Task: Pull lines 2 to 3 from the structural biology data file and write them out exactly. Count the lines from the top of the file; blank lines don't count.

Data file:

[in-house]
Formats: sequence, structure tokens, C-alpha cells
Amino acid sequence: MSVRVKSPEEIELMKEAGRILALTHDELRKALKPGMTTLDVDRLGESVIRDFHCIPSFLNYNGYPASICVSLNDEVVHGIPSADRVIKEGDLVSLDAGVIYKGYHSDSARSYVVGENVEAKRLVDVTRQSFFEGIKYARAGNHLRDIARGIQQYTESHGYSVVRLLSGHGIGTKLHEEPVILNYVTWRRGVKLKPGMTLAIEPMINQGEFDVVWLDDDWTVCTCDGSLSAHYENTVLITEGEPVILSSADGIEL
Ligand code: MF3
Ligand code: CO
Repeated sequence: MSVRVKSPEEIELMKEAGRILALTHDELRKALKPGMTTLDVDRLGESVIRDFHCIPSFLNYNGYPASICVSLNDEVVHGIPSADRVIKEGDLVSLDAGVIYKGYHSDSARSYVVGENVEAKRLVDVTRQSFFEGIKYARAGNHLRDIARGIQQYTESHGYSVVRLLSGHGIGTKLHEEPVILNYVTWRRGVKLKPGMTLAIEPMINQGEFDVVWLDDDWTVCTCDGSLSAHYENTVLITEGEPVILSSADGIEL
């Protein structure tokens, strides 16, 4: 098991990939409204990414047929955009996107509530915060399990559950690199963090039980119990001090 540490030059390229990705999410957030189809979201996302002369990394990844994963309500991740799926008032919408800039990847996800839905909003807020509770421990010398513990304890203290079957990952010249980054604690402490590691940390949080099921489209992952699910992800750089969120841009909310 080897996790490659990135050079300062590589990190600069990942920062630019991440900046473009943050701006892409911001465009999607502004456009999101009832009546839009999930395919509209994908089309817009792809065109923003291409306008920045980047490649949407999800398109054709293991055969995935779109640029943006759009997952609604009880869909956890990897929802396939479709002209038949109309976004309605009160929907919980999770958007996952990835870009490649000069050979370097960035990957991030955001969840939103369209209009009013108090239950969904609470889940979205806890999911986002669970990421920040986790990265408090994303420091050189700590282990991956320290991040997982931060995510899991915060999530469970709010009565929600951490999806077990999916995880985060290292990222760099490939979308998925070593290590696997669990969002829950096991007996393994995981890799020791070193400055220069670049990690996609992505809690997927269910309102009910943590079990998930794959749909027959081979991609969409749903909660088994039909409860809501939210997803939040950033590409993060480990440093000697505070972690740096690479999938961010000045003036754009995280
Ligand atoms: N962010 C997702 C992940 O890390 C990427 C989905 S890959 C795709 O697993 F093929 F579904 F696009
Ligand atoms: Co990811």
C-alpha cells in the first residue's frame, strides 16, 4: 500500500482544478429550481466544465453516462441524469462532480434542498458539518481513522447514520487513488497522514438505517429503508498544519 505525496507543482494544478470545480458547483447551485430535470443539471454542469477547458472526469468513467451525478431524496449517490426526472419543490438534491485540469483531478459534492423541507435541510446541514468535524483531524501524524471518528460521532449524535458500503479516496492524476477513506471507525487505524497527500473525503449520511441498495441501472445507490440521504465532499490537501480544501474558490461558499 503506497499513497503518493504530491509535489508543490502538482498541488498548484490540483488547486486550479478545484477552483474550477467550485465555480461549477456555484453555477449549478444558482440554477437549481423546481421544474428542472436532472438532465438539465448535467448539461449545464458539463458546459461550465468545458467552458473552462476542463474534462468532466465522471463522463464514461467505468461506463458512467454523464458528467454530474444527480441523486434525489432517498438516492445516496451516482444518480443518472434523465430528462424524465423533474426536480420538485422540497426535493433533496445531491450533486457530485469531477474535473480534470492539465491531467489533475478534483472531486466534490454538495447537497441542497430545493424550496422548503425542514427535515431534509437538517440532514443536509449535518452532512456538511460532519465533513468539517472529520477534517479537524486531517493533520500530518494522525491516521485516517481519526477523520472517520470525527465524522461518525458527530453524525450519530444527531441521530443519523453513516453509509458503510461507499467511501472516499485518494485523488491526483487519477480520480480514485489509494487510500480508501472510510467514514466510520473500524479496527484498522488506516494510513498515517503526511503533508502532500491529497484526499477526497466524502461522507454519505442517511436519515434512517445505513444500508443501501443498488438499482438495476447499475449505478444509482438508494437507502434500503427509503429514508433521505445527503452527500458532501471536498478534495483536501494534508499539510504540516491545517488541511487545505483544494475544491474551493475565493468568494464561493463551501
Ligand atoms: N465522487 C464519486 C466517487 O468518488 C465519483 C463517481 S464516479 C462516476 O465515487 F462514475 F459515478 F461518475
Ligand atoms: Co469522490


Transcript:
Formats: sequence, structure tokens, C-alpha cells
Amino acid sequence: MSVRVKSPEEIELMKEAGRILALTHDELRKALKPGMTTLDVDRLGESVIRDFHCIPSFLNYNGYPASICVSLNDEVVHGIPSADRVIKEGDLVSLDAGVIYKGYHSDSARSYVVGENVEAKRLVDVTRQSFFEGIKYARAGNHLRDIARGIQQYTESHGYSVVRLLSGHGIGTKLHEEPVILNYVTWRRGVKLKPGMTLAIEPMINQGEFDVVWLDDDWTVCTCDGSLSAHYENTVLITEGEPVILSSADGIEL